The New York radiologist accused of stealing health information from nearly 100,000 patients last summer has been arrested.
Richard Kessler, MD, who made off with the records while employed by 49-radiologist NRAD Medical Associates on Long Island, is scheduled to be arraigned Jan. 6. He will be charged with three misdemeanors—unauthorized use of a computer, unlawful duplication of computer-related material and petty larceny.
If convicted, the 38-year-old doctor may spend a year in jail, according to a statement from the Nassau County district attorney.
DA Kathleen Rice said that Kessler committed the crimes between January and April, duplicating and possessing the protected personal and health information of 96,998 patients. Search warrant in hand, the Nassau County Police Department confiscated Kessler’s hard drive and found the patient records, along with NRAD patient billing system dates, NRAD corporate credit card information, corporate marketing materials and NRAD IT information.
There is no indication that Kessler used any of the stolen info to “open accounts, make purchases or obtain property in the names of NRAD patients,” the statement noted, adding that NRAD had offered the victimized patients free credit-protection services.
Rice took the occasion to sound the call for stronger laws. “Physicians are regularly entrusted with the health and well-being of their patients, so the abuse of trust in this case is particularly outrageous,” she said. “New York State’s privacy and larceny statutes should be reformed so they can apply to more kinds of personally identifying information.”
Larry Ponemon, PhD, head of the Ponemon Institute, a Michigan-based research firm focused on data privacy and protection, told RadiologyBusiness.com that medical practices’ single best guard against such breaches is training staff in simple workplace vigilance and urging employees to report suspicious behavior.
“You don’t want to create a snitching culture, but we’ve examined some cases where a person inside an organization was going to the file room a lot, asking someone to share their password, all of these unusual behaviors,” he said. “When coworkers were asked why they didn’t say something, they answered that it wasn’t like someone was stealing money—‘It’s just information.’”
Even when coworkers have a strong suspicion that someone may be doing something malicious, he added, they’re often reluctant to do anything about it.
As for motive, Kessler told authorities that he intended to use the information to start a competing medical practice.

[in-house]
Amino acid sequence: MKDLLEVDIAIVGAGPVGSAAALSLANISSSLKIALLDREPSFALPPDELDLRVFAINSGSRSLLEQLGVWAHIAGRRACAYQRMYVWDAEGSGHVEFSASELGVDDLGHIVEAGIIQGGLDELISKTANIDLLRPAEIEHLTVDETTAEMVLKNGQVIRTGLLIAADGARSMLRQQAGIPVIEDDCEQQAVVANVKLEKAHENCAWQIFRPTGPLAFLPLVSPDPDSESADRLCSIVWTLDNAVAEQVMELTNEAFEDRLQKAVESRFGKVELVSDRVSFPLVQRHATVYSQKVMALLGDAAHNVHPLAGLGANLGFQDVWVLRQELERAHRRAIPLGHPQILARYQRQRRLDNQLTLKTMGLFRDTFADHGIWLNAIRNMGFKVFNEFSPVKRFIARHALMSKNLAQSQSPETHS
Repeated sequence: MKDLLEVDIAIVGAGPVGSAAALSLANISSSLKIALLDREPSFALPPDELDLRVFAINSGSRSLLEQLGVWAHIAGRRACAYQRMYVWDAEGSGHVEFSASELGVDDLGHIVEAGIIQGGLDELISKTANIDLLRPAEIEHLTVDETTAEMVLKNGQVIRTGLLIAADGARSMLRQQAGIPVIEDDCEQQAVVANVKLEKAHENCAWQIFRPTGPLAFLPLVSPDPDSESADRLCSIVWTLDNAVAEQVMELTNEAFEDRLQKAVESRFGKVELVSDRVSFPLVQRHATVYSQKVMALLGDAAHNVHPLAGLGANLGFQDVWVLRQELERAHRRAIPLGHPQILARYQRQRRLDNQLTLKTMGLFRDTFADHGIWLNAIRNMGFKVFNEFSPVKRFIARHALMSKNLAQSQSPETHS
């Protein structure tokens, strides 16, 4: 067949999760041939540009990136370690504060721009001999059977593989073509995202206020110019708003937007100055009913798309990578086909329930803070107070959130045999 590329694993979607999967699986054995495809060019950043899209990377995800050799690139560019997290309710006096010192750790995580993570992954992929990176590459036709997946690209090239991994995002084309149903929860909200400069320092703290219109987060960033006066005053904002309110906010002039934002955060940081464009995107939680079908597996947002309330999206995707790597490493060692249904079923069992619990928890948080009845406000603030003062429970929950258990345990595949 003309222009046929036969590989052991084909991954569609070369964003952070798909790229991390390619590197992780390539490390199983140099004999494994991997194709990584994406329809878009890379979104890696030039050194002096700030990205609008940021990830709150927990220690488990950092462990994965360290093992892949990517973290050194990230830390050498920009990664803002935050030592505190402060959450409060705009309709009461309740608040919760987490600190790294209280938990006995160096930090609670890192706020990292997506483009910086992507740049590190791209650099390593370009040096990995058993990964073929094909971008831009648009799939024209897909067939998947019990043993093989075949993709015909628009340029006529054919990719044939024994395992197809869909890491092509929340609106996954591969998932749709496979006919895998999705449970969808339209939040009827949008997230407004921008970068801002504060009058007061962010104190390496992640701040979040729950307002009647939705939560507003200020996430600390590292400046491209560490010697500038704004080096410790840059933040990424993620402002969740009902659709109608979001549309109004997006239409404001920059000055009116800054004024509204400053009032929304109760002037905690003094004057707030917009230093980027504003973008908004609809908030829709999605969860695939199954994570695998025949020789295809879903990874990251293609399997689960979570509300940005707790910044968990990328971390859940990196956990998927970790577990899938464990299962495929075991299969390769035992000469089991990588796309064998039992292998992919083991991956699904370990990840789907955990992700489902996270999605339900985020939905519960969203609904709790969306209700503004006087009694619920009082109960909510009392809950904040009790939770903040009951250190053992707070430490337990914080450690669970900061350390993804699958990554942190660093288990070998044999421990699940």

While acknowledging the plausibility of this scenario, Ponemon points out that a robust black market exists for health records. Many data thieves prefer health providers over, say, retail banks, he said, because the former are often much easier targets for exploitable data.
“Sometimes they will steal your health insurance, buy very expensive medical products, like scooters, which are a very popular device to buy and then sell on eBay,” Ponemon said. “That’s just one example, but [it illustrates that] the information can be monetized.”
Ponemon adds that his firm’s studies have shown that Millennials and other younger people have evidenced a tendency to view contact lists they create in the workplace as their own private property. “They tend to have the attitude that they own the contact list because they created the document containing it,” he said. “They think it’s only right to take it with them to their next job and use it there. And most people still don’t see this kind of activity as a crime. So it could be that this doctor (Kessler) is not evil or malicious, just dumb.”
Either way, Kessler will get his day in court.
“Identity theft and theft of personal information is one of the greatest economic threats our citizens face,” said Thomas Krumpter, acting police commissioner of Nassau County. “The NCPD takes these crimes very seriously and works collaboratively with the DA’s office to ensure suspects are arrested and prosecuted.”
Meanwhile NRAD must recover not only from the crimes committed against it but also potential backlash from wary patients. Ponemon recalled how his elderly mother had her insurance fraudulently billed for medical services she never received. “It was very upsetting to her,” he said. “She lost all confidence in her physician and went and found another one.”